When you give someone power-of-attorney, you give her power over your money. You still have all your authority -- to sell your house or roll a traditional IRA over to a Roth, for instance -- but she has the same legal powers. Appointing someone as your agent or "attorney in fact" to manage your IRA has advantages, but there are risks that come with them.
As long as you're of sound mind and body to manage your affairs, a POA for your IRA may not be of much use. If you're incapacitated by illness or injury, your agent may be a big help, such as to arrange a rollover or withdraw money for your medical bills. This requires a durable power of attorney. In many states, a generic POA loses its validity if you're incapacitated. A durable POA lets your agent exercise authority even after that happens.
Every state has its own legal requirements for drawing up a valid power of attorney. It doesn't take a lawyer -- legal-help websites in most states have POA forms you can download, fill out and sign. You have to get it notarized, and some states require witnesses as well. The company holding your IRA may have its own rules or POA forms for you to fill out. Legally, the IRA custodian shouldn't refuse to honor a valid POA, but your agent will find it easier if you jump through all the hoops.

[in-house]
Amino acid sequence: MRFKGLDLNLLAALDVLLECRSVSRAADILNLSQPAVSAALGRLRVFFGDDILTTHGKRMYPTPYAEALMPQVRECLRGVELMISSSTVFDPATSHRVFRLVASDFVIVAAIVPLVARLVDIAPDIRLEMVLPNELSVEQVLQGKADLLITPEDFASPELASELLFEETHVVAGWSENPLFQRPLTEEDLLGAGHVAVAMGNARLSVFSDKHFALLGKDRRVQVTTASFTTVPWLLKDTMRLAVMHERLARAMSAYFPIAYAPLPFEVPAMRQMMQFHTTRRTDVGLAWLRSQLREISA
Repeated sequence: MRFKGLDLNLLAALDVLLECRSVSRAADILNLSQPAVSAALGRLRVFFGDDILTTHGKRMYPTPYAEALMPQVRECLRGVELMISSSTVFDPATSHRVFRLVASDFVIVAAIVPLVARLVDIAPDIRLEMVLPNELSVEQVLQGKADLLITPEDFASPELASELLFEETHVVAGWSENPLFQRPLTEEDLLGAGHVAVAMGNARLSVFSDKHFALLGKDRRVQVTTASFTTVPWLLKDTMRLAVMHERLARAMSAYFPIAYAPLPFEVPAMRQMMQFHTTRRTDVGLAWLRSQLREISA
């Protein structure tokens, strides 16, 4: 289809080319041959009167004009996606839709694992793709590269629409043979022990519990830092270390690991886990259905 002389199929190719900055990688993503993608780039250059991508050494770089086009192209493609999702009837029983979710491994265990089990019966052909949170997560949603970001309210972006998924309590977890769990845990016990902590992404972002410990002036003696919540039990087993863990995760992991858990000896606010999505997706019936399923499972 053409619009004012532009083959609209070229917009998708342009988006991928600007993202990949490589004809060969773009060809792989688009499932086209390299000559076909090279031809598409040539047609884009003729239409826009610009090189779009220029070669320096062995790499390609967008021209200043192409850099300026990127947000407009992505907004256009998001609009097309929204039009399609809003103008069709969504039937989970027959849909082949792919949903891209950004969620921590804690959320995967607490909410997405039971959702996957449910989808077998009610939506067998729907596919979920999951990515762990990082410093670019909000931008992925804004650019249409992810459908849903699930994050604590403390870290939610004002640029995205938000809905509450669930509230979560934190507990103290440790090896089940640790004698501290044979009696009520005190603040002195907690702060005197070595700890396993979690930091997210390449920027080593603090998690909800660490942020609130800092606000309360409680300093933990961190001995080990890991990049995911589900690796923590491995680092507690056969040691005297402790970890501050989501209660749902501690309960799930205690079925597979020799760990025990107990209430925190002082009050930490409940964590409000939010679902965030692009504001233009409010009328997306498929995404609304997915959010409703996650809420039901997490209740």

Once your agent has the authority to manage your affairs, he can use it to line his own pockets. It's illegal to exploit a POA for personal gain, but it happens a lot. Agents have emptied investment accounts, sold real estate and looted bank accounts. Whoever you appoint as an agent should be completely trustworthy. One added precaution is to make it a "springing" POA, one that only takes effect if you're disabled.
You reduce the risk of your agent abusing the POA if you only give her the powers you need her to have. If all you want is to have her manage your IRA for you, you can sign a POA that gives her authority over the account and nothing else. Some downloadable POA forms have a long list of powers you can check off or leave blank, depending on whether you want your agent to have them. If the generic form doesn't fit your needs, you can have your lawyer draw up a more precise one.
A graduate of Oberlin College, Fraser Sherman began writing in 1981. Since then he's researched and written newspaper and magazine stories on city government, court cases, business, real estate and finance, the uses of new technologies and film history. Sherman has worked for more than a decade as a newspaper reporter, and his magazine articles have been published in "Newsweek," "Air & Space," "Backpacker" and "Boys' Life." Sherman is also the author of three film reference books, with a fourth currently under way.